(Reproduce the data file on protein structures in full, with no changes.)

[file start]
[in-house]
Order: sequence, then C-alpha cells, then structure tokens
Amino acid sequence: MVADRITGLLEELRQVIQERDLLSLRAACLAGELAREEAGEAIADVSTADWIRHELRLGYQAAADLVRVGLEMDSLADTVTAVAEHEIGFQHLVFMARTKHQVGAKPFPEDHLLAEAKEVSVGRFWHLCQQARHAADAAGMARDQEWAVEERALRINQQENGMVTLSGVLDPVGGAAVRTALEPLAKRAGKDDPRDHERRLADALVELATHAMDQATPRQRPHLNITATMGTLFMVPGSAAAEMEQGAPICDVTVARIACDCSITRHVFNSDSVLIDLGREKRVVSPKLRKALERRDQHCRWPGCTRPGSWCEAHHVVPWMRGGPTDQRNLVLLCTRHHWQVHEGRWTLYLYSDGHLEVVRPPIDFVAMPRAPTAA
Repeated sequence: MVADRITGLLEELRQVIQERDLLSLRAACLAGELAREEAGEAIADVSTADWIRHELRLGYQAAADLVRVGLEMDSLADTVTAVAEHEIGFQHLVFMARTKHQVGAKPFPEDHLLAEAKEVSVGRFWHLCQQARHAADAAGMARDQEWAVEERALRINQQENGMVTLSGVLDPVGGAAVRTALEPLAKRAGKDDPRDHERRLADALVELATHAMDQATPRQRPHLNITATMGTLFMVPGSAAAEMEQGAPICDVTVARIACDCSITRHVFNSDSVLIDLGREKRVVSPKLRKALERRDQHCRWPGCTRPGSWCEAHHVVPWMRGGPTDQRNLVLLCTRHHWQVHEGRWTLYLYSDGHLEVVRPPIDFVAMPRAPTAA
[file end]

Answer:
[in-house]
Order: sequence, then C-alpha cells, then structure tokens
Amino acid sequence: MVADRITGLLEELRQVIQERDLLSLRAACLAGELAREEAGEAIADVSTADWIRHELRLGYQAAADLVRVGLEMDSLADTVTAVAEHEIGFQHLVFMARTKHQVGAKPFPEDHLLAEAKEVSVGRFWHLCQQARHAADAAGMARDQEWAVEERALRINQQENGMVTLSGVLDPVGGAAVRTALEPLAKRAGKDDPRDHERRLADALVELATHAMDQATPRQRPHLNITATMGTLFMVPGSAAAEMEQGAPICDVTVARIACDCSITRHVFNSDSVLIDLGREKRVVSPKLRKALERRDQHCRWPGCTRPGSWCEAHHVVPWMRGGPTDQRNLVLLCTRHHWQVHEGRWTLYLYSDGHLEVVRPPIDFVAMPRAPTAA
Repeated sequence: MVADRITGLLEELRQVIQERDLLSLRAACLAGELAREEAGEAIADVSTADWIRHELRLGYQAAADLVRVGLEMDSLADTVTAVAEHEIGFQHLVFMARTKHQVGAKPFPEDHLLAEAKEVSVGRFWHLCQQARHAADAAGMARDQEWAVEERALRINQQENGMVTLSGVLDPVGGAAVRTALEPLAKRAGKDDPRDHERRLADALVELATHAMDQATPRQRPHLNITATMGTLFMVPGSAAAEMEQGAPICDVTVARIACDCSITRHVFNSDSVLIDLGREKRVVSPKLRKALERRDQHCRWPGCTRPGSWCEAHHVVPWMRGGPTDQRNLVLLCTRHHWQVHEGRWTLYLYSDGHLEVVRPPIDFVAMPRAPTAA